Note: This is the final post of the series, The House on High Street; Living in an Antique Colonial House. All the posts in the series are indexed here.
While we lived in our old house our town started having an annual Old Home Day--a time when current and former residents of the town could get together and picnic and play games. The parade went right down High Street in front of our house, so we always had an excellent view.
During one of those first years a tour of the old homes in the town was offered, narrated by a man who had lived there all his life. I loved his stories--he told of two sisters, living at a crossroad in two houses right across from each other. Somehow there was a family argument and the women vowed never to speak again. They lived in those houses for the rest of their lives with never a word spoken between them.
I was especially delighted when our little tour bus stopped in front of our house. The tour guide told of a woman living in the house during the 19th century who, for health reasons or for some more esoteric motivation, never came downstairs. She simply lived upstairs for all of her life [just as Mrs. B lived only downstairs much later], which probably made things quite difficult for her family. She kept her friends, however, and they would come to visit her in the summer and picnic on the front lawn, sending delicacies up to her via a basket and rope as she sat in a chair by the window, joining in on the conversation.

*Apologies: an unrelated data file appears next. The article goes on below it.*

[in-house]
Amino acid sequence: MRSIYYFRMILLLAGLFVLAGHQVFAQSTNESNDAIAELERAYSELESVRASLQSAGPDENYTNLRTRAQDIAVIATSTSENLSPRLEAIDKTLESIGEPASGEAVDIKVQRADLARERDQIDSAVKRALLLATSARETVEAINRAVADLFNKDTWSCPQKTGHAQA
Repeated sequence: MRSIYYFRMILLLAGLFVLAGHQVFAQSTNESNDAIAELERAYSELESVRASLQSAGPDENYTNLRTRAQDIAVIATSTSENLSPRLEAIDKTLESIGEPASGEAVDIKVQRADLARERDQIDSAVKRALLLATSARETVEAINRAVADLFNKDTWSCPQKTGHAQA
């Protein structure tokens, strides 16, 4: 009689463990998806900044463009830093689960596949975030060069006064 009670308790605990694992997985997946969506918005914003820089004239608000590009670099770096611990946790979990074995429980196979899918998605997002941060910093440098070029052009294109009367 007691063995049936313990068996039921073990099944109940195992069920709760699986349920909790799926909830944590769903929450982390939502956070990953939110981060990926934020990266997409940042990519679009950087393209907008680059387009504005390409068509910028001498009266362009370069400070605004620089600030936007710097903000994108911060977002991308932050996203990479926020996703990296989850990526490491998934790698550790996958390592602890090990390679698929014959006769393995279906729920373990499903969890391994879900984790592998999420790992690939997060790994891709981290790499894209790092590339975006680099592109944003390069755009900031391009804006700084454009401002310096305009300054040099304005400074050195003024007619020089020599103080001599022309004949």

I like to picture her in what became, well over a century later, my bedroom. It had a sweet little white fireplace with a small crane just the size for a tea kettle. The floor was painted a lovely apple green that made me feel cheerful every time I looked at it, and the walls were papered with a delicate floral design. There were three windows that let in lots of light through the old wavy glass--two looking out onto the High Street, and one facing out over the garden and our sledding hill.